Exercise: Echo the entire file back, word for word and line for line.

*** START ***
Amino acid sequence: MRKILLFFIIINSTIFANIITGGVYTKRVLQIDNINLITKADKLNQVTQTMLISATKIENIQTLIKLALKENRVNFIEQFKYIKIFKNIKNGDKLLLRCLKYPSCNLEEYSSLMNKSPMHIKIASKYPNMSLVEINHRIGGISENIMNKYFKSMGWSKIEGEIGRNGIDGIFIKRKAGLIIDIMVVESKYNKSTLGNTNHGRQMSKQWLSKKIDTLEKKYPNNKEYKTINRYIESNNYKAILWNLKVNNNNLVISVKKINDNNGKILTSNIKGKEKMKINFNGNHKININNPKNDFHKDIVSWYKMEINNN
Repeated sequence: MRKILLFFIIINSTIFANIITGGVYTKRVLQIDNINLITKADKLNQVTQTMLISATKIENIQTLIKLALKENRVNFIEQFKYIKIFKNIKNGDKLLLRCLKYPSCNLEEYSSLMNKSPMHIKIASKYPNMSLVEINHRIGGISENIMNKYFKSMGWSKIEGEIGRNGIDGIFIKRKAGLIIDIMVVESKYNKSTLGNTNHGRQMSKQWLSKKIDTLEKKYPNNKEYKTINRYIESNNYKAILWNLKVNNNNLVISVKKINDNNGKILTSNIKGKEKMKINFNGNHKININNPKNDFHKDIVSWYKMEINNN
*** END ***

Amino acid sequence: MRKILLFFIIINSTIFANIITGGVYTKRVLQIDNINLITKADKLNQVTQTMLISATKIENIQTLIKLALKENRVNFIEQFKYIKIFKNIKNGDKLLLRCLKYPSCNLEEYSSLMNKSPMHIKIASKYPNMSLVEINHRIGGISENIMNKYFKSMGWSKIEGEIGRNGIDGIFIKRKAGLIIDIMVVESKYNKSTLGNTNHGRQMSKQWLSKKIDTLEKKYPNNKEYKTINRYIESNNYKAILWNLKVNNNNLVISVKKINDNNGKILTSNIKGKEKMKINFNGNHKININNPKNDFHKDIVSWYKMEINNN
Repeated sequence: MRKILLFFIIINSTIFANIITGGVYTKRVLQIDNINLITKADKLNQVTQTMLISATKIENIQTLIKLALKENRVNFIEQFKYIKIFKNIKNGDKLLLRCLKYPSCNLEEYSSLMNKSPMHIKIASKYPNMSLVEINHRIGGISENIMNKYFKSMGWSKIEGEIGRNGIDGIFIKRKAGLIIDIMVVESKYNKSTLGNTNHGRQMSKQWLSKKIDTLEKKYPNNKEYKTINRYIESNNYKAILWNLKVNNNNLVISVKKINDNNGKILTSNIKGKEKMKINFNGNHKININNPKNDFHKDIVSWYKMEINNN